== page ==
VERNON -- Windham County Sheriff Keith Clark now has an additional job title -- interim police chief in Vernon.
Selectboard Chairwoman Patty O’Donnell said the move was necessary and temporary: Clark will fill in on a part-time schedule and only until Chief Mary Beth Hebert, who is out on medical leave, returns to duty in perhaps a few months.
"We felt we really needed to get somebody in there," O’Donnell said.
But Hebert protested, saying the department has been running smoothly under the leadership of her second-in-command, Sgt. Bruce Gauld.
"This is so unnecessary," Hebert said. "I’m just at a loss as to what it is they’re trying to accomplish."
Clark, who is in his sixth year as sheriff and formerly served as Bellows Falls police chief and as a state trooper, said his job is to "provide some management and administrative oversight" in Vernon.
Clark said he plans no major changes in Vernon, and he said his service there will not interfere with his full-time job as sheriff.
"I just feel as though I can, in the very short term, manage this in a way that benefits the town of Vernon and the police department," Clark said.
He will be paid on an hourly basis. O’Donnell on Wednesday said details of Clark’s contract still were being finalized.
He actually was the Vernon Selectboard’s second chief appointment this week.
The board on Monday had named Richard Guthrie, a longtime local police officer who served a stint as Brattleboro’s chief, to run the town’s department during Hebert’s absence.
But officials learned on Tuesday that Guthrie, in order to update his state certification, likely would need to attend a training session that was not available until December.
"That wasn’t going to help us," O’Donnell said.
So Vernon officials on Tuesday afternoon contacted Clark, who said he was "caught completely by surprise" by the inquiry.
"I was not aware that Chief Hebert had been out," he said.
The Selectboard met with Clark Tuesday evening during what officials termed an emergency meeting. O’Donnell said the board had legal authority to conduct such a session to address the chief appointment.
"The statutes do provide for an emergency meeting," O’Donnell said.
Christiane Howe, the Selectboard’s vice chairwoman, sent out an e-mail notification of the emergency meeting a few hours before it started. She cited a Selectboard handbook rule allowing those sessions without normal public notification provided that "some sort of notice must be made as soon as possible before an emergency meeting."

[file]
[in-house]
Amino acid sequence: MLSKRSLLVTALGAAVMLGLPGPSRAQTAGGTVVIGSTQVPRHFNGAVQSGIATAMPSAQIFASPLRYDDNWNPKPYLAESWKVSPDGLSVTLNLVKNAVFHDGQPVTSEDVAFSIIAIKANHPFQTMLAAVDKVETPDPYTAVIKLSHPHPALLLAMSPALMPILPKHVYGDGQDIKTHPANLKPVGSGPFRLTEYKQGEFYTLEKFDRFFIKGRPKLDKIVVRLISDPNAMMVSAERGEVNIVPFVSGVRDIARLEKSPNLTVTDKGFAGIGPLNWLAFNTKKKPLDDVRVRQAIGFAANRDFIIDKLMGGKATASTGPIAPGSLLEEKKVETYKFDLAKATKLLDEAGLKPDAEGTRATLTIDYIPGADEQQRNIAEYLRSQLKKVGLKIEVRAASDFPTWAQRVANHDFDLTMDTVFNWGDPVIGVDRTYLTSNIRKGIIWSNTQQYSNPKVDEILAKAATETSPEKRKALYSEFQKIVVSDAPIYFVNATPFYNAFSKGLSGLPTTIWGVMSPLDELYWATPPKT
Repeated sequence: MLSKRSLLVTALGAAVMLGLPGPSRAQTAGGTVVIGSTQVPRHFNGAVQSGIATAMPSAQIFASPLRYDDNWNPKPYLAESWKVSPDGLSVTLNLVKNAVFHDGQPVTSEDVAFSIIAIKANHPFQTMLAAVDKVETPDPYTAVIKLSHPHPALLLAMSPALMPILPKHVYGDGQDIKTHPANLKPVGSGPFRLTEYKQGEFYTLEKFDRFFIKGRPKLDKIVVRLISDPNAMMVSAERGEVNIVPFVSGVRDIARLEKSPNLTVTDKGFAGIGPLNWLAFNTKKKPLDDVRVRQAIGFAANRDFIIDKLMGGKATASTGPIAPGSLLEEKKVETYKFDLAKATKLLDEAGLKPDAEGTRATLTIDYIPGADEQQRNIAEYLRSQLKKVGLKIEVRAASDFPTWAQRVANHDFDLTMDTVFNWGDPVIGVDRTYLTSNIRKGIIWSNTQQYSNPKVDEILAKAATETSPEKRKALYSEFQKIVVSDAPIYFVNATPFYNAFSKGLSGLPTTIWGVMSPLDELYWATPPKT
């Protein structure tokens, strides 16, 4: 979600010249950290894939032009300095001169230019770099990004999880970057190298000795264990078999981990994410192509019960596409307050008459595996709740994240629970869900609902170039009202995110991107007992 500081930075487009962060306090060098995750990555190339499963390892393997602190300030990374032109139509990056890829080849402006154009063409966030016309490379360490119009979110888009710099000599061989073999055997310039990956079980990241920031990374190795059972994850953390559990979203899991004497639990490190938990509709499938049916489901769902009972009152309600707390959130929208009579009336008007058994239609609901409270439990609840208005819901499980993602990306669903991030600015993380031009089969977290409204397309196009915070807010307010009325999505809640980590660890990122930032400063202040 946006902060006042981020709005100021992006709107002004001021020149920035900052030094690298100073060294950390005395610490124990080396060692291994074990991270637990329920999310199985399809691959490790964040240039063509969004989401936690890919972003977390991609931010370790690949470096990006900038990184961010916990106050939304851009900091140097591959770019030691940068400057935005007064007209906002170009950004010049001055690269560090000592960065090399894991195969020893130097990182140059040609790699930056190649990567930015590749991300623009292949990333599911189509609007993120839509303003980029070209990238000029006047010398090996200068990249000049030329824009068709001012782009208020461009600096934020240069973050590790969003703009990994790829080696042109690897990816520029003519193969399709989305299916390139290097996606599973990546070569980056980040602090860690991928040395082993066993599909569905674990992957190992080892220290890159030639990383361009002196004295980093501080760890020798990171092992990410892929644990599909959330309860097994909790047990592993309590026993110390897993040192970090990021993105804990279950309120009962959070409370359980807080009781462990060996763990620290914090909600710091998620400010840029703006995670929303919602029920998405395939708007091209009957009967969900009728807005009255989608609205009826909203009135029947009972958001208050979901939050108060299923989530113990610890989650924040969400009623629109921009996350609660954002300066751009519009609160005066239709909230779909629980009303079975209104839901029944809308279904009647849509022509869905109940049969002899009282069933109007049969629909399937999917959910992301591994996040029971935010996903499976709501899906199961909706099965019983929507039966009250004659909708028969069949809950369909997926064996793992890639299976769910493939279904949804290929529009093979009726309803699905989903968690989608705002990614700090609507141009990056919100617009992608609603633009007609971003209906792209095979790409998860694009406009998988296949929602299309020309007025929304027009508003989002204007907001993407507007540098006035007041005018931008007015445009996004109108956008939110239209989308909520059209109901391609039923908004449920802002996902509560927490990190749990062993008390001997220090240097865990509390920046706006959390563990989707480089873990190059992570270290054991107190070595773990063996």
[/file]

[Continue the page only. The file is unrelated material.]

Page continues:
In response to a request for clarification from the Reformer, Vermont Secretary of State Jim Condos cited a similarly worded rule. The statute also says such meetings "may be held only when necessary to respond to an unforeseen occurrence or condition requiring immediate attention by the public body."
Condos added that, in his interpretation, "there is very little reason for an ‘emergency’ meeting short of an act of God."
But O’Donnell said Selectboard members thought it was important to quickly address the police matter.
"It was either that or wait another two weeks" until the next regular board meeting, she said.
Those issues aside, Hebert said she was frustrated that she was given no indication that the board was going to address the matter at all this week. Hebert said she first learned of Guthrie’s appointment via e-mail after it had happened Monday evening.
"I wasn’t asked about any of this," she said.
She also does not understand why Gauld’s leadership is not sufficient.
"He is always in charge of the department when I’m out," Hebert said. "Suddenly, they’ve decided that’s not going to happen."
O’Donnell, however, said Gauld’s status as a police union leader means he should not also serve as a department head.
"You can’t wear two hats," she said. "You can’t be a union member in the process of negotiations and also lead the police department."
She said Clark was recommended by Guthrie and is the right choice to provide short-term leadership in the department.
"We’ve had the sheriff’s department fill in from time to time when we’ve needed it in Vernon," O’Donnell said. "So it seemed like a perfect fit."